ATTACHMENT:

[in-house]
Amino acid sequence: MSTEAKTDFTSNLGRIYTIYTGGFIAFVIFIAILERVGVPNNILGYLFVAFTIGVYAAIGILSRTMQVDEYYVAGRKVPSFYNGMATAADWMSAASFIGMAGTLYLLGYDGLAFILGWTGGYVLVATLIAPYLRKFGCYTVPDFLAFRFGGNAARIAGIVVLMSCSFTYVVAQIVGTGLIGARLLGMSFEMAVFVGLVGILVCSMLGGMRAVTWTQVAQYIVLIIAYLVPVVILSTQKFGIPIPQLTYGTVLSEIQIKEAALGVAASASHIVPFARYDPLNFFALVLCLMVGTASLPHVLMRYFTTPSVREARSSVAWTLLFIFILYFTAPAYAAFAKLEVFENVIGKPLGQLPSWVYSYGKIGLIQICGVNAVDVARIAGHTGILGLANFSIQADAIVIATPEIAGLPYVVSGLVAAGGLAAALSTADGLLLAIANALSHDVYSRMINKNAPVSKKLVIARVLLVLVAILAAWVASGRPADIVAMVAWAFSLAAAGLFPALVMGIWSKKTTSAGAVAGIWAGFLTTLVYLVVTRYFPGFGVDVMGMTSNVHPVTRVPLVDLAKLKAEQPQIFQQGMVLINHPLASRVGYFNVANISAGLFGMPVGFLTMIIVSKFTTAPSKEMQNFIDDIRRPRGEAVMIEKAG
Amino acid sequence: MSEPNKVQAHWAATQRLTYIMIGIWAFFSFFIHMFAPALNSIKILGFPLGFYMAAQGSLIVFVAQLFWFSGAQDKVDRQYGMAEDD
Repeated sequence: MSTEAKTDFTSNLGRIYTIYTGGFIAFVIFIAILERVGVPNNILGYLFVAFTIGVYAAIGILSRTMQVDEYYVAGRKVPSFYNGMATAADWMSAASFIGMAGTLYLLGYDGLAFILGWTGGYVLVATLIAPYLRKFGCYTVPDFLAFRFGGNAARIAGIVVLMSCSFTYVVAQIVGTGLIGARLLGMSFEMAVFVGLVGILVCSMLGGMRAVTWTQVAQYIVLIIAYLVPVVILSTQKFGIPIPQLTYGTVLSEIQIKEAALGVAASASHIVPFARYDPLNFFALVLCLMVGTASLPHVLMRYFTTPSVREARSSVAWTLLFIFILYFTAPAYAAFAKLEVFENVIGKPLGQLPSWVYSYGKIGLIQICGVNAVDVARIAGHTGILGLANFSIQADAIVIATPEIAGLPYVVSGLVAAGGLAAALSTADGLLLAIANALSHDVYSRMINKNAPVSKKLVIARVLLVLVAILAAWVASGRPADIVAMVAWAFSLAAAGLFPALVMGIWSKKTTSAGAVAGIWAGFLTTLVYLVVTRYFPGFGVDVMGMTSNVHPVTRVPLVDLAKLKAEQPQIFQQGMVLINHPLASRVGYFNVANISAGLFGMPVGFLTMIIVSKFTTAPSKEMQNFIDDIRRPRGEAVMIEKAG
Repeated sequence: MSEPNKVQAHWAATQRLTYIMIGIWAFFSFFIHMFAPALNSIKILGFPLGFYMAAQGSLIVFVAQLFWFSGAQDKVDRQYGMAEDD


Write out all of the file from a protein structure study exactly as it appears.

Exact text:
[in-house]
Amino acid sequence: MSTEAKTDFTSNLGRIYTIYTGGFIAFVIFIAILERVGVPNNILGYLFVAFTIGVYAAIGILSRTMQVDEYYVAGRKVPSFYNGMATAADWMSAASFIGMAGTLYLLGYDGLAFILGWTGGYVLVATLIAPYLRKFGCYTVPDFLAFRFGGNAARIAGIVVLMSCSFTYVVAQIVGTGLIGARLLGMSFEMAVFVGLVGILVCSMLGGMRAVTWTQVAQYIVLIIAYLVPVVILSTQKFGIPIPQLTYGTVLSEIQIKEAALGVAASASHIVPFARYDPLNFFALVLCLMVGTASLPHVLMRYFTTPSVREARSSVAWTLLFIFILYFTAPAYAAFAKLEVFENVIGKPLGQLPSWVYSYGKIGLIQICGVNAVDVARIAGHTGILGLANFSIQADAIVIATPEIAGLPYVVSGLVAAGGLAAALSTADGLLLAIANALSHDVYSRMINKNAPVSKKLVIARVLLVLVAILAAWVASGRPADIVAMVAWAFSLAAAGLFPALVMGIWSKKTTSAGAVAGIWAGFLTTLVYLVVTRYFPGFGVDVMGMTSNVHPVTRVPLVDLAKLKAEQPQIFQQGMVLINHPLASRVGYFNVANISAGLFGMPVGFLTMIIVSKFTTAPSKEMQNFIDDIRRPRGEAVMIEKAG
Amino acid sequence: MSEPNKVQAHWAATQRLTYIMIGIWAFFSFFIHMFAPALNSIKILGFPLGFYMAAQGSLIVFVAQLFWFSGAQDKVDRQYGMAEDD
Repeated sequence: MSTEAKTDFTSNLGRIYTIYTGGFIAFVIFIAILERVGVPNNILGYLFVAFTIGVYAAIGILSRTMQVDEYYVAGRKVPSFYNGMATAADWMSAASFIGMAGTLYLLGYDGLAFILGWTGGYVLVATLIAPYLRKFGCYTVPDFLAFRFGGNAARIAGIVVLMSCSFTYVVAQIVGTGLIGARLLGMSFEMAVFVGLVGILVCSMLGGMRAVTWTQVAQYIVLIIAYLVPVVILSTQKFGIPIPQLTYGTVLSEIQIKEAALGVAASASHIVPFARYDPLNFFALVLCLMVGTASLPHVLMRYFTTPSVREARSSVAWTLLFIFILYFTAPAYAAFAKLEVFENVIGKPLGQLPSWVYSYGKIGLIQICGVNAVDVARIAGHTGILGLANFSIQADAIVIATPEIAGLPYVVSGLVAAGGLAAALSTADGLLLAIANALSHDVYSRMINKNAPVSKKLVIARVLLVLVAILAAWVASGRPADIVAMVAWAFSLAAAGLFPALVMGIWSKKTTSAGAVAGIWAGFLTTLVYLVVTRYFPGFGVDVMGMTSNVHPVTRVPLVDLAKLKAEQPQIFQQGMVLINHPLASRVGYFNVANISAGLFGMPVGFLTMIIVSKFTTAPSKEMQNFIDDIRRPRGEAVMIEKAG
Repeated sequence: MSEPNKVQAHWAATQRLTYIMIGIWAFFSFFIHMFAPALNSIKILGFPLGFYMAAQGSLIVFVAQLFWFSGAQDKVDRQYGMAEDD